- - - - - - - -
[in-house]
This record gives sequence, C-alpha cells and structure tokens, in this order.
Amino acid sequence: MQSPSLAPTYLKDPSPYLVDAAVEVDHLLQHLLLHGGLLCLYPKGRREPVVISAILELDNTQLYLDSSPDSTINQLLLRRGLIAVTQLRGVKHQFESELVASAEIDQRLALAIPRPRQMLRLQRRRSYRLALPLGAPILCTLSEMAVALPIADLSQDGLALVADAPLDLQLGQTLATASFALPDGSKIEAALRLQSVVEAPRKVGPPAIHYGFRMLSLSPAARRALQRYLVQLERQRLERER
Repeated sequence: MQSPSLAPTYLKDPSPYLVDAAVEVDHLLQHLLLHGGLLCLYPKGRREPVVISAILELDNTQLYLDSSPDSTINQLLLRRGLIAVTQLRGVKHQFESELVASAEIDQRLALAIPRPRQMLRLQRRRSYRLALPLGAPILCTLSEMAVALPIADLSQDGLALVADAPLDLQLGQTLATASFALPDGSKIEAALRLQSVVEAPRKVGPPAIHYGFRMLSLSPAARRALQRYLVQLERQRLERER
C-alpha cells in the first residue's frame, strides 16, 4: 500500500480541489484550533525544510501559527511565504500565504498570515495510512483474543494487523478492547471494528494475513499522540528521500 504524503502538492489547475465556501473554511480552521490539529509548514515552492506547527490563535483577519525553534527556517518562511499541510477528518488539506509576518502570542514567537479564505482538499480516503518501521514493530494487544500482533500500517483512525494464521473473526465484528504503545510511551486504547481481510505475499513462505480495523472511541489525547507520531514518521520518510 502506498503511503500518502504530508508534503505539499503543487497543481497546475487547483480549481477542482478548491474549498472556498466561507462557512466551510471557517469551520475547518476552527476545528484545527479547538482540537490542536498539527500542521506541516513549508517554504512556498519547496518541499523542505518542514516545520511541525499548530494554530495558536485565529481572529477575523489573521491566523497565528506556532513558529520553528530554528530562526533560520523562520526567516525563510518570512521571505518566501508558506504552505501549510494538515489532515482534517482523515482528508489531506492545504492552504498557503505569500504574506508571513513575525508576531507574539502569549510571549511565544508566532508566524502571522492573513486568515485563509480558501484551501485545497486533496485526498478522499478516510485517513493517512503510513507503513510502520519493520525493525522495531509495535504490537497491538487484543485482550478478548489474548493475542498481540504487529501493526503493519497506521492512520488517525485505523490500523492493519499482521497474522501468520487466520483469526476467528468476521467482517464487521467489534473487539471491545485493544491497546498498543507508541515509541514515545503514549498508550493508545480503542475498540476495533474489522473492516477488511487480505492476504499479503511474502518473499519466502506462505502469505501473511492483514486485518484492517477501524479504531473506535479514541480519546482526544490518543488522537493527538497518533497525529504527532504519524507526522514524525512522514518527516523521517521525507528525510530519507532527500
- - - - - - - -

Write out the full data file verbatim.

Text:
[in-house]
This record gives sequence, C-alpha cells and structure tokens, in this order.
Amino acid sequence: MQSPSLAPTYLKDPSPYLVDAAVEVDHLLQHLLLHGGLLCLYPKGRREPVVISAILELDNTQLYLDSSPDSTINQLLLRRGLIAVTQLRGVKHQFESELVASAEIDQRLALAIPRPRQMLRLQRRRSYRLALPLGAPILCTLSEMAVALPIADLSQDGLALVADAPLDLQLGQTLATASFALPDGSKIEAALRLQSVVEAPRKVGPPAIHYGFRMLSLSPAARRALQRYLVQLERQRLERER
Repeated sequence: MQSPSLAPTYLKDPSPYLVDAAVEVDHLLQHLLLHGGLLCLYPKGRREPVVISAILELDNTQLYLDSSPDSTINQLLLRRGLIAVTQLRGVKHQFESELVASAEIDQRLALAIPRPRQMLRLQRRRSYRLALPLGAPILCTLSEMAVALPIADLSQDGLALVADAPLDLQLGQTLATASFALPDGSKIEAALRLQSVVEAPRKVGPPAIHYGFRMLSLSPAARRALQRYLVQLERQRLERER
C-alpha cells in the first residue's frame, strides 16, 4: 500500500480541489484550533525544510501559527511565504500565504498570515495510512483474543494487523478492547471494528494475513499522540528521500 504524503502538492489547475465556501473554511480552521490539529509548514515552492506547527490563535483577519525553534527556517518562511499541510477528518488539506509576518502570542514567537479564505482538499480516503518501521514493530494487544500482533500500517483512525494464521473473526465484528504503545510511551486504547481481510505475499513462505480495523472511541489525547507520531514518521520518510 502506498503511503500518502504530508508534503505539499503543487497543481497546475487547483480549481477542482478548491474549498472556498466561507462557512466551510471557517469551520475547518476552527476545528484545527479547538482540537490542536498539527500542521506541516513549508517554504512556498519547496518541499523542505518542514516545520511541525499548530494554530495558536485565529481572529477575523489573521491566523497565528506556532513558529520553528530554528530562526533560520523562520526567516525563510518570512521571505518566501508558506504552505501549510494538515489532515482534517482523515482528508489531506492545504492552504498557503505569500504574506508571513513575525508576531507574539502569549510571549511565544508566532508566524502571522492573513486568515485563509480558501484551501485545497486533496485526498478522499478516510485517513493517512503510513507503513510502520519493520525493525522495531509495535504490537497491538487484543485482550478478548489474548493475542498481540504487529501493526503493519497506521492512520488517525485505523490500523492493519499482521497474522501468520487466520483469526476467528468476521467482517464487521467489534473487539471491545485493544491497546498498543507508541515509541514515545503514549498508550493508545480503542475498540476495533474489522473492516477488511487480505492476504499479503511474502518473499519466502506462505502469505501473511492483514486485518484492517477501524479504531473506535479514541480519546482526544490518543488522537493527538497518533497525529504527532504519524507526522514524525512522514518527516523521517521525507528525510530519507532527500